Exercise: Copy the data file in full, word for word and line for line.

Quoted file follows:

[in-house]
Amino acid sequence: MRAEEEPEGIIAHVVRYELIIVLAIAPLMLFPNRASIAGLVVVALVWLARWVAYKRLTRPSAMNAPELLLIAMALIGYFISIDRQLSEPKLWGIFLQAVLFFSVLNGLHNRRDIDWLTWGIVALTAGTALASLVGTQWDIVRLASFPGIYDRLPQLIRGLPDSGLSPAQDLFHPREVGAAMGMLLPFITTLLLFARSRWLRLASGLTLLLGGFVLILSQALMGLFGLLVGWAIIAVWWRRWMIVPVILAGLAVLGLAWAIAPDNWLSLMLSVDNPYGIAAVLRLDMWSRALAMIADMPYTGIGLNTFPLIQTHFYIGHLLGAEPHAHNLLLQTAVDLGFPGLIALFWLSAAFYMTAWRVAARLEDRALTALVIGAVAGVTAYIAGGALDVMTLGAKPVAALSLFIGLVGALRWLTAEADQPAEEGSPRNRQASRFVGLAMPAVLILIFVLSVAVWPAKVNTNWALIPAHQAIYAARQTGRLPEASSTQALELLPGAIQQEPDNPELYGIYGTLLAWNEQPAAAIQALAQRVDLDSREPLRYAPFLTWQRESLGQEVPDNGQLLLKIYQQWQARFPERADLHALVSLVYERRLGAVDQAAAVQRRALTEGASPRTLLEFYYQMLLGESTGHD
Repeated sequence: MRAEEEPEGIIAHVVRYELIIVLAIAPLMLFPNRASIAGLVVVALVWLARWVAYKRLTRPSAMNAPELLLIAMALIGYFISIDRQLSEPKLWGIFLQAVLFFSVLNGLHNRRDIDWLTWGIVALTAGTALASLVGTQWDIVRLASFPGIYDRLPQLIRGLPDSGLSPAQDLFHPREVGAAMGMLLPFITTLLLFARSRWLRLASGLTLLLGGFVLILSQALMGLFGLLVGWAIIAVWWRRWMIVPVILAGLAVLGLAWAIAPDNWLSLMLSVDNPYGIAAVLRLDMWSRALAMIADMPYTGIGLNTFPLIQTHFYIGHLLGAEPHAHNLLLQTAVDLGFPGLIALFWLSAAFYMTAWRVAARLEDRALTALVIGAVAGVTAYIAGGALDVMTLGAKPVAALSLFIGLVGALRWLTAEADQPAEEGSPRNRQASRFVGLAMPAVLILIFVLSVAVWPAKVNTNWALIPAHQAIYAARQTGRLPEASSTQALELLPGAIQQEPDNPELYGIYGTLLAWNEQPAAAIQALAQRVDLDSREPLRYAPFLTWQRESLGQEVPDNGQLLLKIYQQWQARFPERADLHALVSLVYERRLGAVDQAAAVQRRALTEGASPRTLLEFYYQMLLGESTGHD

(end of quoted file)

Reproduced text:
[in-house]
Amino acid sequence: MRAEEEPEGIIAHVVRYELIIVLAIAPLMLFPNRASIAGLVVVALVWLARWVAYKRLTRPSAMNAPELLLIAMALIGYFISIDRQLSEPKLWGIFLQAVLFFSVLNGLHNRRDIDWLTWGIVALTAGTALASLVGTQWDIVRLASFPGIYDRLPQLIRGLPDSGLSPAQDLFHPREVGAAMGMLLPFITTLLLFARSRWLRLASGLTLLLGGFVLILSQALMGLFGLLVGWAIIAVWWRRWMIVPVILAGLAVLGLAWAIAPDNWLSLMLSVDNPYGIAAVLRLDMWSRALAMIADMPYTGIGLNTFPLIQTHFYIGHLLGAEPHAHNLLLQTAVDLGFPGLIALFWLSAAFYMTAWRVAARLEDRALTALVIGAVAGVTAYIAGGALDVMTLGAKPVAALSLFIGLVGALRWLTAEADQPAEEGSPRNRQASRFVGLAMPAVLILIFVLSVAVWPAKVNTNWALIPAHQAIYAARQTGRLPEASSTQALELLPGAIQQEPDNPELYGIYGTLLAWNEQPAAAIQALAQRVDLDSREPLRYAPFLTWQRESLGQEVPDNGQLLLKIYQQWQARFPERADLHALVSLVYERRLGAVDQAAAVQRRALTEGASPRTLLEFYYQMLLGESTGHD
Repeated sequence: MRAEEEPEGIIAHVVRYELIIVLAIAPLMLFPNRASIAGLVVVALVWLARWVAYKRLTRPSAMNAPELLLIAMALIGYFISIDRQLSEPKLWGIFLQAVLFFSVLNGLHNRRDIDWLTWGIVALTAGTALASLVGTQWDIVRLASFPGIYDRLPQLIRGLPDSGLSPAQDLFHPREVGAAMGMLLPFITTLLLFARSRWLRLASGLTLLLGGFVLILSQALMGLFGLLVGWAIIAVWWRRWMIVPVILAGLAVLGLAWAIAPDNWLSLMLSVDNPYGIAAVLRLDMWSRALAMIADMPYTGIGLNTFPLIQTHFYIGHLLGAEPHAHNLLLQTAVDLGFPGLIALFWLSAAFYMTAWRVAARLEDRALTALVIGAVAGVTAYIAGGALDVMTLGAKPVAALSLFIGLVGALRWLTAEADQPAEEGSPRNRQASRFVGLAMPAVLILIFVLSVAVWPAKVNTNWALIPAHQAIYAARQTGRLPEASSTQALELLPGAIQQEPDNPELYGIYGTLLAWNEQPAAAIQALAQRVDLDSREPLRYAPFLTWQRESLGQEVPDNGQLLLKIYQQWQARFPERADLHALVSLVYERRLGAVDQAAAVQRRALTEGASPRTLLEFYYQMLLGESTGHD